The search query “good news” has skyrocketed in use over the last 7 months. People have been searching for signs of hope in a sea of troubling headlines, and good news outlets have flourished as a result. According to the New York Times, John Krasinki’s Some Good News web series gained over 1 million followers and was watched by 25 million viewers in its first week on YouTube.
With a vast audience of listeners eager to have their spirits lifted, there’s no better time to share inspiring stories from around the world. The past month has seen a number of technological advancements and achievements that are sure to inspire, so read on to add a dose of positivity to your day.
A team of Nigerian-Irish teens have created an award-winning app for people whose lives are affected by dementia. Rachael Akano (16), Margaret Akano (17), and Joy Njekwe (17) developed the Memory Haven app as participants in the 12-week international competition Technovation Girls, which aims to empower young women to solve problems in their community through technology.
Memory Haven is a valuable tool for both patients and caregivers, boasting six features that target difficulty with speech, memory loss, and trouble with recognition. Users can identify and tag loved ones in uploaded photo albums, play memory games, and set reminders for daily tasks such as taking medication. Since musical memories are shown to be less affected by dementia, there’s also a feature for users to create personal playlists.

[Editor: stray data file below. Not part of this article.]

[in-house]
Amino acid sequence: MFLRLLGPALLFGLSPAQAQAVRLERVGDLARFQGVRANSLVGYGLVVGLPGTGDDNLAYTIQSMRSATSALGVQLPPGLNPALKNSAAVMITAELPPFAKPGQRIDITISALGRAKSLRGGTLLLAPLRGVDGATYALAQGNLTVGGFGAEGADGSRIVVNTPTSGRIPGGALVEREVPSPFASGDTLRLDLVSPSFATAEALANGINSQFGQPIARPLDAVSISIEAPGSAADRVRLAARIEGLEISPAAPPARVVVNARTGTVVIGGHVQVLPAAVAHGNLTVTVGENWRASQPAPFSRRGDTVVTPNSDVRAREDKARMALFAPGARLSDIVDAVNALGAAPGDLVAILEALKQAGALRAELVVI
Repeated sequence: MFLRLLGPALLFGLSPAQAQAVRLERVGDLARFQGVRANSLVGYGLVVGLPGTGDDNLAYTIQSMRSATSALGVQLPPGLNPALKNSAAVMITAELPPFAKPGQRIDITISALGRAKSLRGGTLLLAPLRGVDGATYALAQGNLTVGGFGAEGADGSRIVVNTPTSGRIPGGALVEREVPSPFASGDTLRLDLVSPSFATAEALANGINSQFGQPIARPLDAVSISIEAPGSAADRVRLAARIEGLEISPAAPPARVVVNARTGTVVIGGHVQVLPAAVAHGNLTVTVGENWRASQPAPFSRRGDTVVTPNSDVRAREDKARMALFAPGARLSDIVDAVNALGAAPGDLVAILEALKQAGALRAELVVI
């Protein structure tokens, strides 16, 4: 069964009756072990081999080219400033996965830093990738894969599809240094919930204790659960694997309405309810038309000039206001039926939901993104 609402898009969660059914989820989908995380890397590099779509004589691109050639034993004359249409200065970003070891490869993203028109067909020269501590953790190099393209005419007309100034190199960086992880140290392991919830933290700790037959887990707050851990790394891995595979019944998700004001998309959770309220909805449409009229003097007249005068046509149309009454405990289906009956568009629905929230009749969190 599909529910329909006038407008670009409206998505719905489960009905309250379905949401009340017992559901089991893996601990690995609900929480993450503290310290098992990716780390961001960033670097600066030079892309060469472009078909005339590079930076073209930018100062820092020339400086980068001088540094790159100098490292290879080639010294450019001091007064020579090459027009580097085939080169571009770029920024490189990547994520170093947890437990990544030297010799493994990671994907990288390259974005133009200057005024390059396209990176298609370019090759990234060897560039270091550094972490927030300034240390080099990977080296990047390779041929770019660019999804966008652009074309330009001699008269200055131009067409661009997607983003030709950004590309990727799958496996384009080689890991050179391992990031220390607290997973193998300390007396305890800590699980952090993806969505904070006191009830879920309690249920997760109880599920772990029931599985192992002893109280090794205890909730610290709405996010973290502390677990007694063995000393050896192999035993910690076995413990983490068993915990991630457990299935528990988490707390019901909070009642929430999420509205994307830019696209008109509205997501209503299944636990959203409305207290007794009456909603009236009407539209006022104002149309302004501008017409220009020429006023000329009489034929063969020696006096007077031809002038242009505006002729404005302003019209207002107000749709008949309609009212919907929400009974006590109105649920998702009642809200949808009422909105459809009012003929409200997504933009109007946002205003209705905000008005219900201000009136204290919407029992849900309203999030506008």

The innovative app won the competition by beating out more than 1,500 entries from across the globe. This was a huge victory for team mentor Evelyn Nomayo, who is the founder of Phase Innovate and an advocate for underrepresented groups in the tech world, such as women of colour. Memory Haven was inspired by Nomayo’s own experiences with her mother’s dementia, which the team of teenage girls then translated and developed into the app’s targeted functions. The Memory Haven app is set to launch in app stores soon, so keep an eye out!
(Source: Fast Company)
Solar power is now a widely used renewable energy source around the world. This is thanks to the major solar energy boom that has taken place over the last few years, resulting in the installation of nearly 1.5 million solar panels in the US alone in 2018. According to the International Renewable Energy Act, this high success rate could lead to a waste management problem—a projected 8 million metric tons of e-waste by the next decade. Luckily, solar energy companies are beginning to face this potential issue head on.
Solar panel manufacturer First Solar has developed custom technology to facilitate the recycling of its products. This process allows for a 90% recovery rate of materials, including highly valuable silicon, and prevents toxic elements like lead from leaching into the environment. First Solar’s circular approach extends the life of a solar panel from 40 years to a whopping 1,200, which would lead to a monumental reduction in landfill e-waste.